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Geothermal Homes


Video and story provided by:
Indiana's News Center

Reported by: Nicole Pence -
(Ossian, IN) -- Higher energy costs and skyrocketing gas prices are spurring people to invest in all things "Green". Nicole Pence gives us an inside look at a new housing subdivision in Ossian that is heating homes by mother earth.

Kirby Sink/Bee Creek Development: "We started the whole process off about a year-and-a-half ago and when we starting doing this development we knew we needed some kind of niche."

That niche...Geothermal energy systems. In the first phase of "The Bridges" subdivision in Ossian, 49 homes will be built using the energy-efficient technology. It's the largest housing division of it's kind in northeast Indiana.

Jill Miller/WaterFurnace: "There is no outside unit installed with a WaterFurnace geothermal system. Basically, what we do to pull the heat from the earth is put an outside loop system in the ground. Polyethylene piping is buried in into the ground—just transferring heat from the earth into the home in the winter time and in the summer time pulling the heat out of the home and transferring it back to the earth."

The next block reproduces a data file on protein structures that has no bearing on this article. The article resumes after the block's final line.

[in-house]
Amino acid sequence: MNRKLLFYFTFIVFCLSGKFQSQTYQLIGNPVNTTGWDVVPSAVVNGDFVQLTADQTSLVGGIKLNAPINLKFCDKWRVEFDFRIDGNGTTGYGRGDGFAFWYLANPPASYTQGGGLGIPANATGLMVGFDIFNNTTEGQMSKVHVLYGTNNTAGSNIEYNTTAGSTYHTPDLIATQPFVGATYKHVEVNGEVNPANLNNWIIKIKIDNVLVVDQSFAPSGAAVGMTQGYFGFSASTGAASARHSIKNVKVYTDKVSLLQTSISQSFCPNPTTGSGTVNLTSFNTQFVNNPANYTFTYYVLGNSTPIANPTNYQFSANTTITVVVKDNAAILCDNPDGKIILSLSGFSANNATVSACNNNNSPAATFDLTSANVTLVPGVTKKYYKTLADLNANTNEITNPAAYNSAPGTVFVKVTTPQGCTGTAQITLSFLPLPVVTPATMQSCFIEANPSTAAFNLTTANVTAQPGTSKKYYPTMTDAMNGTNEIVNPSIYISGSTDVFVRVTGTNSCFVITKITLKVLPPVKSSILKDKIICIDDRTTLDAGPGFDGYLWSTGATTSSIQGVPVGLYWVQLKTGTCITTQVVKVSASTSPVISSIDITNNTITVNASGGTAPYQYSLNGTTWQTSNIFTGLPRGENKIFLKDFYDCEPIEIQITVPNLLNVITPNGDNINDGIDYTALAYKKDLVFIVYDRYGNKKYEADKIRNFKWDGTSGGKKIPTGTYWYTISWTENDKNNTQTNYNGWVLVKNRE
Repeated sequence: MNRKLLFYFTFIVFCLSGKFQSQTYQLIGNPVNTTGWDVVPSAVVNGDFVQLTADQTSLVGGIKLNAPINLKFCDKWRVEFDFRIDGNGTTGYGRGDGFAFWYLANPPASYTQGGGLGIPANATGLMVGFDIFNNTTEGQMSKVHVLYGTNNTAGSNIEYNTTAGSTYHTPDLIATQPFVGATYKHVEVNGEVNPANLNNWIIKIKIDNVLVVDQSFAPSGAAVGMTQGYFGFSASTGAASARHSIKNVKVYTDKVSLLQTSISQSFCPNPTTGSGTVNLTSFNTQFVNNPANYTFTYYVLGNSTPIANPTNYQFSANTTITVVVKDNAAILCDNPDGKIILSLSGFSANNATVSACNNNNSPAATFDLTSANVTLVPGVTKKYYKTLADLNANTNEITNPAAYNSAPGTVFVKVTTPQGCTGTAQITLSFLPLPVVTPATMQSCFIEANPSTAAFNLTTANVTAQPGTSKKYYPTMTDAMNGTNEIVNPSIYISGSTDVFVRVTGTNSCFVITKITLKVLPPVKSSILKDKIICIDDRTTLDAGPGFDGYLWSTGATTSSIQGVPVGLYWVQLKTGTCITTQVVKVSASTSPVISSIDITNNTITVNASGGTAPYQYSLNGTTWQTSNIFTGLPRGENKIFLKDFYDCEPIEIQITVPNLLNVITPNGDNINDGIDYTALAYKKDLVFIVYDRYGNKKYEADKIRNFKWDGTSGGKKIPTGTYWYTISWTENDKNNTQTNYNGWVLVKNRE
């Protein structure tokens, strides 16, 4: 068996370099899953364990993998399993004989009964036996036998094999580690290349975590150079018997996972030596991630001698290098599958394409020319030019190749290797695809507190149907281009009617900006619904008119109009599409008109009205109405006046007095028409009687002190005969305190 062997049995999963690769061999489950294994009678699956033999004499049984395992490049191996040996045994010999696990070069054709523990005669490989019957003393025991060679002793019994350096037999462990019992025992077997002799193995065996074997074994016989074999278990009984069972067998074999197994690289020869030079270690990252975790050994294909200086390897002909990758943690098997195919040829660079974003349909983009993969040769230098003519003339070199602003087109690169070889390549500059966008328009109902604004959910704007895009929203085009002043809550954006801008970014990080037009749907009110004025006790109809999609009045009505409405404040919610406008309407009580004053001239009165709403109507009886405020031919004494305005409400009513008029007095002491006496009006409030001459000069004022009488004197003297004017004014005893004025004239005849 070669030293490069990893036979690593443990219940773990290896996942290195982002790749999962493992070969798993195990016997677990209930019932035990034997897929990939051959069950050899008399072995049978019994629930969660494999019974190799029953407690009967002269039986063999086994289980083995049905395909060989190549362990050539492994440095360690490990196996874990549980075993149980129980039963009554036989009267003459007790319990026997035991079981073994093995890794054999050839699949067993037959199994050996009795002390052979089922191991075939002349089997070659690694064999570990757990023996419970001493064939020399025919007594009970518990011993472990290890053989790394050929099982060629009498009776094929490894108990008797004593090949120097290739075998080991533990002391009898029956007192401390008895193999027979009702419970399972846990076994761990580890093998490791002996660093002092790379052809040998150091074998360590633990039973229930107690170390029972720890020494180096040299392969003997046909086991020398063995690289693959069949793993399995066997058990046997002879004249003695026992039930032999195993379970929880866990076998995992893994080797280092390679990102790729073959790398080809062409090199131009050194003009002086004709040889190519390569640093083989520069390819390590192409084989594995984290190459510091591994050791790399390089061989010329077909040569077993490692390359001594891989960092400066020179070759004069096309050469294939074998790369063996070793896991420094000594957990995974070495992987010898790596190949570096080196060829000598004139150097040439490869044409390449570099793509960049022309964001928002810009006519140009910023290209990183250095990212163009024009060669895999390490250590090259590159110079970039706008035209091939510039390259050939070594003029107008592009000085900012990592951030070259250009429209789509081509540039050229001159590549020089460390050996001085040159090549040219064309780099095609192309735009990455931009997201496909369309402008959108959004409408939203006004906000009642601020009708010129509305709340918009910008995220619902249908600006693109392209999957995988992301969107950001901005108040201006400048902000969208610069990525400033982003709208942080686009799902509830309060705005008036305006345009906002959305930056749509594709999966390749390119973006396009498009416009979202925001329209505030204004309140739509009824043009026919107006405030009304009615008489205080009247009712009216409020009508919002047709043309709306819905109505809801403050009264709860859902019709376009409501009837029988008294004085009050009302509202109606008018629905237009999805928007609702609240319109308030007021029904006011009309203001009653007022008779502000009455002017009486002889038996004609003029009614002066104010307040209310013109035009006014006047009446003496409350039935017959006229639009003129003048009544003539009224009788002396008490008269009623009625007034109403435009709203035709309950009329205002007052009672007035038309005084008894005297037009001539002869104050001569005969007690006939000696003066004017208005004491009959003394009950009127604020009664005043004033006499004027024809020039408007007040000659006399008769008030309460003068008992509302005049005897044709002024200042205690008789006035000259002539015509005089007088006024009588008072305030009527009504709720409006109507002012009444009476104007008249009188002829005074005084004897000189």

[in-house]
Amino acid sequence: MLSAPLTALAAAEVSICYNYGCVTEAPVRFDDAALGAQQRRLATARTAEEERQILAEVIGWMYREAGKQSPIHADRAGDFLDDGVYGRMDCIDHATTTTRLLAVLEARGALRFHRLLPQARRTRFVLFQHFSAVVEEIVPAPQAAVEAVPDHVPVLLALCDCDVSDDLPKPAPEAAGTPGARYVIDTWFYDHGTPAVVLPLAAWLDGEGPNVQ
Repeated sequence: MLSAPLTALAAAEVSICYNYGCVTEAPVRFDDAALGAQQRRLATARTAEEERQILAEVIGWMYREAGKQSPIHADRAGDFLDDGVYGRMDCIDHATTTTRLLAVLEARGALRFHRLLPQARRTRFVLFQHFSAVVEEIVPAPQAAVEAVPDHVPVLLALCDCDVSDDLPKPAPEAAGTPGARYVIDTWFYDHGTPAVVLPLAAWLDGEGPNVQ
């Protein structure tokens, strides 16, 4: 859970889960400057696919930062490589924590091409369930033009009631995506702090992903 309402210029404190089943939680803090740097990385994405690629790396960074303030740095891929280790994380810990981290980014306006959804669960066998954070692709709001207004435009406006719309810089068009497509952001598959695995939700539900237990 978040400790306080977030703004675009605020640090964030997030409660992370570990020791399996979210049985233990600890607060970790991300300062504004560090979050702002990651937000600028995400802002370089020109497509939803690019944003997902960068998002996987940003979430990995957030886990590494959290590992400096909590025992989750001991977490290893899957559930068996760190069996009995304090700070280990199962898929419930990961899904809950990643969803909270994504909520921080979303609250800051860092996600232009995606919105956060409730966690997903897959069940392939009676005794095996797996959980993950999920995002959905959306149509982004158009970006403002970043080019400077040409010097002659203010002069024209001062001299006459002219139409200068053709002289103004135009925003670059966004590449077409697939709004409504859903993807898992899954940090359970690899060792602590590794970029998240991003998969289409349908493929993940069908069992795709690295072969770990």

Nicole Pence/Indiana's NewsCenter: "Up front, this unit will cost you about 3-thousand dollars. That's a little more than the average heating and cooling system. But, builders argue, 'in the end you'll save money and you'll help the environment.'"

Josh Barkley/Barkley Builders, INC: "The pay back is two or three years."

Jill Miller/WaterFurnace: "Basically, you are adding fifty more bucks to your mortgage a month to put in a geothermal system into your home, but your operational costs are 75 dollars cheaper per month."

Because home owners are taking advantage of mother earth, the government also gives buyers a property tax credit. Starting costs of one of these homes is about 155-thousand dollars. The official ground-breaking ceremony for "The Bridges" subdivision is Thursday morning at nine.

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